While The Avengers might seem like the film all other Marvel films have been building towards, it may be this film that is the natural evolution of all things past. The Avengers was a natural culmination of events, bringing the four central characters together in the same film to battle an invading horde brought forth by actions of its predecessors, but that film directly ties into The Winter Soldier, by establishing public trust in the entity of S.H.I.E.L.D. From there, the writers have the ability to twist those perceptions of heroism into a film that immediately questions everyone’s intentions. They lead to this idea that Captain America, as the natural leader of The Avengers, a perfect human being filled with ideology that helps focus and direct the agency’s activities.

The audience feels a deep connection because of those prior films enabling the ultimate betrayal of this film to sting ever worse. Without its predecessors, Captain America: The Winter Soldier wouldn’t have as much impact as it does, but as Iron Man 3 and Thor 2: The Dark World prove, only Captain America’s films are a natural extension of the universe and doesn’t immediately stand alone from the rest. You could take both of those films and tear them out of the universe and they could partly stand alone. Captain America requires all that’s come before and that’s both challenging and rewarding when executed perfectly as this film was.

Spoiler Discussion
What I’m about to discuss here may delve into spoilers of the current season of Agents of S.H.I.E.L.D. Although the immediate impact of The Winter Soldier on the TV series has been over for a couple of weeks, the fallout may still resonate and you should be forewarned if you aren’t caught up on the show.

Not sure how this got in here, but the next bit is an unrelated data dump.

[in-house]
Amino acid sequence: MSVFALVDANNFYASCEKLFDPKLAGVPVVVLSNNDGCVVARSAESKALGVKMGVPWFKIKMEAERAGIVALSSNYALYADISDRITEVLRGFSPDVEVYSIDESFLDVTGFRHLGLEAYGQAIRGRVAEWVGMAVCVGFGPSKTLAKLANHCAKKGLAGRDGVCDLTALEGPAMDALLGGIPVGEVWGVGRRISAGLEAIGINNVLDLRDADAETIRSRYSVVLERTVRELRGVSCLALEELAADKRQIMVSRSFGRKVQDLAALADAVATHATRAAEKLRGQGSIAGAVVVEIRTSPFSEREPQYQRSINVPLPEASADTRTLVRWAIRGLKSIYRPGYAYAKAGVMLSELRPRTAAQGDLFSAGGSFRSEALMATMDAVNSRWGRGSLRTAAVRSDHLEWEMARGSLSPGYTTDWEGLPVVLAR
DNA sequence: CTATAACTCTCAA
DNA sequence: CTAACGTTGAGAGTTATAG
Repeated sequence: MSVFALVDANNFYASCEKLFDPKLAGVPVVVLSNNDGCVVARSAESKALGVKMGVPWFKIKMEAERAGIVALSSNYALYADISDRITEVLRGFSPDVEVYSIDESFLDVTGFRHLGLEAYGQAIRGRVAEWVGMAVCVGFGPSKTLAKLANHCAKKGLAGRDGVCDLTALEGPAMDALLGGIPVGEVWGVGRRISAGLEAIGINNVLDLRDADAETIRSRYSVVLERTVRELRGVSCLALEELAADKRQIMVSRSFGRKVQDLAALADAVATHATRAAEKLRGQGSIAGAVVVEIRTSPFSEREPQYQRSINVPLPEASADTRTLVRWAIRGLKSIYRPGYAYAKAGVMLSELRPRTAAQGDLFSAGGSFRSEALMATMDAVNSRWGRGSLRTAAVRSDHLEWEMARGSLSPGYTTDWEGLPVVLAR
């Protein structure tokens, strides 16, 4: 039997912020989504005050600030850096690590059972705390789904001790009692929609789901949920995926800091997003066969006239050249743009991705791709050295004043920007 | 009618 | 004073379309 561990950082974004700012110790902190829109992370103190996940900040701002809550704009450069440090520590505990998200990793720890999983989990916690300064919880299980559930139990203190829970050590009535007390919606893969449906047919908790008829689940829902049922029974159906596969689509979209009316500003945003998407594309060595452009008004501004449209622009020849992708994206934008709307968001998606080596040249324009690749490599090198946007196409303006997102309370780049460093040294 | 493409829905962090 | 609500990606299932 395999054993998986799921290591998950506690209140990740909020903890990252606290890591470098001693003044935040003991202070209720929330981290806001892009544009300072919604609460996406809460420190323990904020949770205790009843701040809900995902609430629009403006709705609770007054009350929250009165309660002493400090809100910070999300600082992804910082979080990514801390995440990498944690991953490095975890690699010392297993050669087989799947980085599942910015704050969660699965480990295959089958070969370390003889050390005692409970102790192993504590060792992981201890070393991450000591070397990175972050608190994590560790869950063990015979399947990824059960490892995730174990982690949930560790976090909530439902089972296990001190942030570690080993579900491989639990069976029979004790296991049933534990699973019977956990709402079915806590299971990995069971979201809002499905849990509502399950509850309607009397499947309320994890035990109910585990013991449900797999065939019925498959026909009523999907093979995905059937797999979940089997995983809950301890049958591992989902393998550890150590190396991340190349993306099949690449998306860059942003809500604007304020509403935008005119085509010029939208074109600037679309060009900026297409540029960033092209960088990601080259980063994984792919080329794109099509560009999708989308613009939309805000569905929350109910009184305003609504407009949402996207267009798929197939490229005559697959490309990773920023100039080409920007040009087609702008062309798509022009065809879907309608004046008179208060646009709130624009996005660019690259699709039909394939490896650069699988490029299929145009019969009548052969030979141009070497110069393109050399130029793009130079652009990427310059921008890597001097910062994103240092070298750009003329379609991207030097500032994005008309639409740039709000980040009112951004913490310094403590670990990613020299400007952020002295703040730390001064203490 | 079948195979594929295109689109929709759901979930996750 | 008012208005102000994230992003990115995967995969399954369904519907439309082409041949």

First identified in the first Captain America film, the revelation of HYDRA, a Nazi-originated organization focused on the control of the human populace in order to “protect” it from itself, as a continued force operating against and within S.H.I.E.L.D. has broad implications for the future of the franchise. As of the end of The Winter Soldier and as explored in the final episodes of Agents of S.H.I.E.L.D., the once celebrated organization has crumbled, its secrets spilled across the internet and its agents split between factions, some having allied with H.Y.D.R.A. and others remaining steadfastly faithful to organization, which is also now persona non grata with the U.S. government and other world leaders.

The assassination of Nick Fury will cause ripples in the Marvel universe as only a handful of agents (Captain America, Maria Hill and now Agent Coulson) know that Fury lives in secret. It’s a secret that will enable future films in the franchise to explore the frustration, anger and motivation associated with the revelation. It will test loyalties, friendships, admonitions and influence the universe in tremendous and exciting ways. This is precisely the type of franchise-spanning revelation that many of us had hoped would develop when Marvel originally announced plans for this interconnected cross-platform experience.

This is also the reason why Captain America: The Winter Soldier is the best film in the franchise to date. The Avengers may have brought the team together, but The Winter Soldier brings everything else together and I’m excited to see where it goes from here.

Oscar Prospects
Probables: Visual Effects
Potentials: Sound Mixing, Sound Editing
Review Written
May 6, 2014